ICTR under spotlight as Sierra Leone convicts arrive

KIGALI - The decision not to transfer to Rwanda suspects and convicts from International Criminal Tribunal for Rwanda (ICTR), has once again put the tribunal under spotlight as a fellow UN court sends in convicts to serve their sentences in the country. According to experts and government officials the coming of eight Sierra Leone convicts, to serve their prison sentences in Rwanda, is likely to mount pressure on the ICTR to revisit their infamous decision. In March, Rwanda and the Special Court for Sierra Leone (SCSL), a UN instituted tribunal for masterminds of the crimes committed during Sierra Leonean civil war signed an agreement to see some of the convicts serve their jail terms here.  
One of the convicts from the UN Special Court for Sierra Leone being handed over to Rwandan Prison security officers upon arrival at Kigali International Airport. (Courtsey Photo)
One of the convicts from the UN Special Court for Sierra Leone being handed over to Rwandan Prison security officers upon arrival at Kigali International Airport. (Courtsey Photo)

KIGALI - The decision not to transfer to Rwanda suspects and convicts from International Criminal Tribunal for Rwanda (ICTR), has once again put the tribunal under spotlight as a fellow UN court sends in convicts to serve their sentences in the country.

According to experts and government officials the coming of eight Sierra Leone convicts, to serve their prison sentences in Rwanda, is likely to mount pressure on the ICTR to revisit their infamous decision.

In March, Rwanda and the Special Court for Sierra Leone (SCSL), a UN instituted tribunal for masterminds of the crimes committed during Sierra Leonean civil war signed an agreement to see some of the convicts serve their jail terms here.

This agreement came to pass on Sunday morning when the first batch of the prisoners arrived to their new detention facility in Muhanga.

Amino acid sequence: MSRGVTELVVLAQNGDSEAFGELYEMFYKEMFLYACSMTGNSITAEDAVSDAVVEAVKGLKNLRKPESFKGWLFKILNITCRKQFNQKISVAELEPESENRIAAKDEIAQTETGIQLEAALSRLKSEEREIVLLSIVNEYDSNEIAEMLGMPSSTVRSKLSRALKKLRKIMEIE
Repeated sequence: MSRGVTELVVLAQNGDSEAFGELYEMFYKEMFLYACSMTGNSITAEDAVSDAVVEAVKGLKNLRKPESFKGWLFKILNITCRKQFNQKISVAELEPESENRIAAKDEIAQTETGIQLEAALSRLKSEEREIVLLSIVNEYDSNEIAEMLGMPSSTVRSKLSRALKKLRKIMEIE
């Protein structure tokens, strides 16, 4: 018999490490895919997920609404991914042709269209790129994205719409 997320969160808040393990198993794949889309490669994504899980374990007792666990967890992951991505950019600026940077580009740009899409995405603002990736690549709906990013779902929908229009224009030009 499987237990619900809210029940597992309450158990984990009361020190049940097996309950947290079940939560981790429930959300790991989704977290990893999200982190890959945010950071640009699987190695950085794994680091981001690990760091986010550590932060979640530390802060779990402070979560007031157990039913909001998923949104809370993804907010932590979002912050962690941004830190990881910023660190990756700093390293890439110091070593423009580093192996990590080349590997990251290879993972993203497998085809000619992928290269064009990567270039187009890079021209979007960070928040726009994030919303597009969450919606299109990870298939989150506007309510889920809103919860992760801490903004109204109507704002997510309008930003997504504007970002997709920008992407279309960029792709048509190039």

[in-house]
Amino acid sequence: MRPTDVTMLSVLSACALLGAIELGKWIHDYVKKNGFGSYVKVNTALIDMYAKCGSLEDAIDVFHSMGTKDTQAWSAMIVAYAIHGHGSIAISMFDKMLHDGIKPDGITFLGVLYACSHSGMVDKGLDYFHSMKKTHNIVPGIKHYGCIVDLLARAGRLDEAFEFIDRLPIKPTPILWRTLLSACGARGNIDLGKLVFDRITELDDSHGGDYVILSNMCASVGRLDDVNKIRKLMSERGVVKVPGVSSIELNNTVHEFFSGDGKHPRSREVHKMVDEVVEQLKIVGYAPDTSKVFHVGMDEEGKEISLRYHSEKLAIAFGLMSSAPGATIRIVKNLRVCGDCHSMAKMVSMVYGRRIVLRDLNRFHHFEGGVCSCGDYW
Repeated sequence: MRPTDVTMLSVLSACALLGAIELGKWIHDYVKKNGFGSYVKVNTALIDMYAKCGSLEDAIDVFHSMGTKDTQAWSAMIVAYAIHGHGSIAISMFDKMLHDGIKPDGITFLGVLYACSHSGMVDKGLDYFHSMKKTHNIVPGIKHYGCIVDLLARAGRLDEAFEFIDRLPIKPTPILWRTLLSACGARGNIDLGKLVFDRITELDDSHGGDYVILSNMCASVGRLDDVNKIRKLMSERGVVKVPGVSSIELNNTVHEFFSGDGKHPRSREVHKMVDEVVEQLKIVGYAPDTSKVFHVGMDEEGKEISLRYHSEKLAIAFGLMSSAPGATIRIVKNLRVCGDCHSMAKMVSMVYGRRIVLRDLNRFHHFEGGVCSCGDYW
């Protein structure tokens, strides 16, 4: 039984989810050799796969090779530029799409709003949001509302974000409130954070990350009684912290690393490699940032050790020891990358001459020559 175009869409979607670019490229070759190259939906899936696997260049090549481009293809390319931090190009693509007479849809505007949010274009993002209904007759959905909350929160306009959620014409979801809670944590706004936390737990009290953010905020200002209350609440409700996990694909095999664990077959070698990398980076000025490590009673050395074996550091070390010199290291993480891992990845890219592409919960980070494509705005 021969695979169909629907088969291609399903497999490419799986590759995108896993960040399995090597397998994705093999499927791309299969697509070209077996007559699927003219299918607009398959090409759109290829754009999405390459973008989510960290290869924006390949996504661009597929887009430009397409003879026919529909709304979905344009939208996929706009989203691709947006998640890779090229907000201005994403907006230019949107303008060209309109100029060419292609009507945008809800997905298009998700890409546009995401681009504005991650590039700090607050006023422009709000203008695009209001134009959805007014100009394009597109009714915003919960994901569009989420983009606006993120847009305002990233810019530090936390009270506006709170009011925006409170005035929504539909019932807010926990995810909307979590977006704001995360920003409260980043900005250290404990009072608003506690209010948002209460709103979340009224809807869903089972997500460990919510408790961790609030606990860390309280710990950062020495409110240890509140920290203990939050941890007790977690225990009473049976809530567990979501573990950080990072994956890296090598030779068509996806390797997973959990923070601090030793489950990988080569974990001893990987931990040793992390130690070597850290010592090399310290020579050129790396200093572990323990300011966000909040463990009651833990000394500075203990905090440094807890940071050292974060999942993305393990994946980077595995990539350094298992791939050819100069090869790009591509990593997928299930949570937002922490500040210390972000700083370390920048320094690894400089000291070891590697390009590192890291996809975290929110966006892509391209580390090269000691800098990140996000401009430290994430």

Justice Minister,  Tharcisse Karugarama on Sunday stressed that : “The decision by the ICTR not to send prisoners here is a contradiction,” after a UN court has, itself, determined that the country’s detention facilities meet, or even surpass international standards.

“We believe that anybody who had doubts should re-visit, or re-examine their doubts.”

“The decision by the Special Court for Sierra Leone to transfer those convicts here is an eloquent testimony that this court, after due diligence, was satisfied that the facility at Mpanga meets international standards,” Karugarama said.

“We are told that it is ranked among the best in the world! – they (the SCSL) have set a good example and others should be able to follow suit.”

Experts said the move puts ICTR under strong scrutiny, in its position that Rwanda’s legal facilities do not meet international standards.

“This does not end on detention facilities alone, it also questions the sincerity of the excuses put forward by the ICTR to deny transfer of cases to Rwanda and is likely to mount pressure on the court to re-visit that decision,” a legal expert who preferred anonymity said. 

Meanwhile, the Sierra Leone convicts who arrived yesterday appreciated the conditions within the Prison and seemed to adjust fast to the new environment. 

“When they arrived at Mpaga prison, they were pleased with their new environment and told prison warden that they were surprised with what they saw,”  said Mary Gahonzire, the Commissioner General of National Prisons Services.

Rwanda has continuously pushed for the transfer of convicts of the ICTR but the tribunal has remained defiant, instead opting to ferry off the convicts to western African countries like Mali.

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